Under the agreement, Matsushita will launch a tender offer for MCA’s shares by Nov. 30 and expects to consummate the offer by early January. The companies said they intend to sell Yosemite Park & Curry Co., through which MCA operates tourist facilities in Yosemite National Park, to an American buyer within 12 months.
Federal officials and others had objected to the possibility that a foreign company might profit from the park. Matsushita and MCA said the Curry Co. would be held in escrow until it is sold, and any profits from the operation would be donated to the National Park Foundation.
The exact value of the deal remains difficult to assess because of sharp disagreements over the likely value of stock in the spinoff that will own MCA’s WWOR-TV station, which broadcasts in the lucrative New York market. MCA executives have assigned it a share value of about $5, reflecting total value of about $500 million.
Several investors said they expected the so-called “stub” of stock in the spinoff to trade for less on the open market.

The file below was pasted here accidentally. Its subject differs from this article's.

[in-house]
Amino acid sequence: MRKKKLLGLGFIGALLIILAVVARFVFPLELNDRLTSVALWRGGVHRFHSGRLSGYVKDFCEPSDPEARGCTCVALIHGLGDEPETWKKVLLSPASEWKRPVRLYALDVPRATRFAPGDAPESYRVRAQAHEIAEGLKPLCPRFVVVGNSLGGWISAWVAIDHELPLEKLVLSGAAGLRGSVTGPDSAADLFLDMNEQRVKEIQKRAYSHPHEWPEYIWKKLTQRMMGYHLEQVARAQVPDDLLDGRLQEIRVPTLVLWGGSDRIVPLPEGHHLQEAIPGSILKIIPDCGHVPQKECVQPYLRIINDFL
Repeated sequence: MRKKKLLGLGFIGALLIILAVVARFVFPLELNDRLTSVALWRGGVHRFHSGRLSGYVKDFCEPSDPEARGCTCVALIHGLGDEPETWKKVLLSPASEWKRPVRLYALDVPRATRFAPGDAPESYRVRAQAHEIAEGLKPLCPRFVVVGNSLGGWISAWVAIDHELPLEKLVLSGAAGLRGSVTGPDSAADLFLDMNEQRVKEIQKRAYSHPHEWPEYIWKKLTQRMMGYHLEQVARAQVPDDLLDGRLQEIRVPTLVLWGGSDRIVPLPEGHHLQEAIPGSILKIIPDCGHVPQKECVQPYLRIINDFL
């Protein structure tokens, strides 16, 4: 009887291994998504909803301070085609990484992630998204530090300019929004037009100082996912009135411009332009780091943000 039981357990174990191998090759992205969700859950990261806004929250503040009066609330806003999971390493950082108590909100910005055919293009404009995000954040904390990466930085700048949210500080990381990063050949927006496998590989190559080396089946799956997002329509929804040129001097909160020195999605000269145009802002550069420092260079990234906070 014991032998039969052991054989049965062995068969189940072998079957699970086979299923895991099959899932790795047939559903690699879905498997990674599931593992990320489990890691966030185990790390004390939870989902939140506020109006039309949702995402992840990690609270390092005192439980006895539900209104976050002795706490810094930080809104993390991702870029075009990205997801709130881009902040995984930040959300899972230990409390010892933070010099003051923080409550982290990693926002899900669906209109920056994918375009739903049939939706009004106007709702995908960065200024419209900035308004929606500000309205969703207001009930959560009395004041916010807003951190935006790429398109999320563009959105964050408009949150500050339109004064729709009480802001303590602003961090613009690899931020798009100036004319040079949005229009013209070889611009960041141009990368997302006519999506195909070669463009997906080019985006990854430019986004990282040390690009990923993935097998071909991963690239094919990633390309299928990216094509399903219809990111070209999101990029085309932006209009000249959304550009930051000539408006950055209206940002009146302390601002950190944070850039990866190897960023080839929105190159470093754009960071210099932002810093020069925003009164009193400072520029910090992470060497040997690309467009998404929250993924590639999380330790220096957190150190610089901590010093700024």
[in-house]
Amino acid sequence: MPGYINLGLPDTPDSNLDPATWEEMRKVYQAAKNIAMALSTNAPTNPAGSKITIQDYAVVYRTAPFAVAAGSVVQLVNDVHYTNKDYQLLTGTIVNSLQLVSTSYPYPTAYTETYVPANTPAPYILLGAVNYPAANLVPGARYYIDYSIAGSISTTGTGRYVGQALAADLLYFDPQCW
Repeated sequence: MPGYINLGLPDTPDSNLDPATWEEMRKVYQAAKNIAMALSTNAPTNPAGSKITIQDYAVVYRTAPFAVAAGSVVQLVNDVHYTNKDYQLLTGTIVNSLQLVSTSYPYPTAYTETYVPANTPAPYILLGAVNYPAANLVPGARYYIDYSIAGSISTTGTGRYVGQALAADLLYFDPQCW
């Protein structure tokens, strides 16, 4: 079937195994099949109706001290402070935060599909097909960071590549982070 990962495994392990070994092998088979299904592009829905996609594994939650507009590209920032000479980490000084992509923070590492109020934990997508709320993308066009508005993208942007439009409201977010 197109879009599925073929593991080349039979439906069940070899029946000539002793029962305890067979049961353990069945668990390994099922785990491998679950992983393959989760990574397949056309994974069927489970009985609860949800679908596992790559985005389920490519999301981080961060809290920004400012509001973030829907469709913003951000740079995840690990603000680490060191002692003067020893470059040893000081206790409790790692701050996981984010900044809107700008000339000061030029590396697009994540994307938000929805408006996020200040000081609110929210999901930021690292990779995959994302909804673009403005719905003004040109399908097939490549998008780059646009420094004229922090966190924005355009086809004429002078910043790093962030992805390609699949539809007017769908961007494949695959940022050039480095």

Times staff writers Alan Citron and John Lippman contributed to this story. Michael Cieply reported from Los Angeles and Leslie Helm from Tokyo.
MATSUSHITA-MCA DEAL AT A GLANCE
Here are the principal terms of the agreement:
Price: $6.59 billion in cash and securities. Holders of MCA Inc.'s 92.8 million shares will receive $66 per share in cash, plus a share worth about $5 in WWOR-TV, a New York-area TV station that will be spun off to MCA stockholders because broadcasting licenses cannot be owned by foreign companies. For tax purposes, Lew R. Wasserman, MCA chairman and chief executive, will receive no cash, but will instead exchange his 5 million MCA shares for preferred shares of a new Matsushita subsidiary.
Management: MCA will continue to operate under its name and existing management. Matsushita will name a new majority slate to MCA’s board of directors.
Yosemite: Matsushita has agreed to sell the national park concession operated by the Yosemite Park & Curry Co. within a year. In the interim, profits will go into a trust for the benefit of Yosemite National Park. Matsushita will play no role in park management.
Timing: Matsushita will launch a tender offer for MCA’s shares by Nov. 30, and expects to consummate the offer by early January.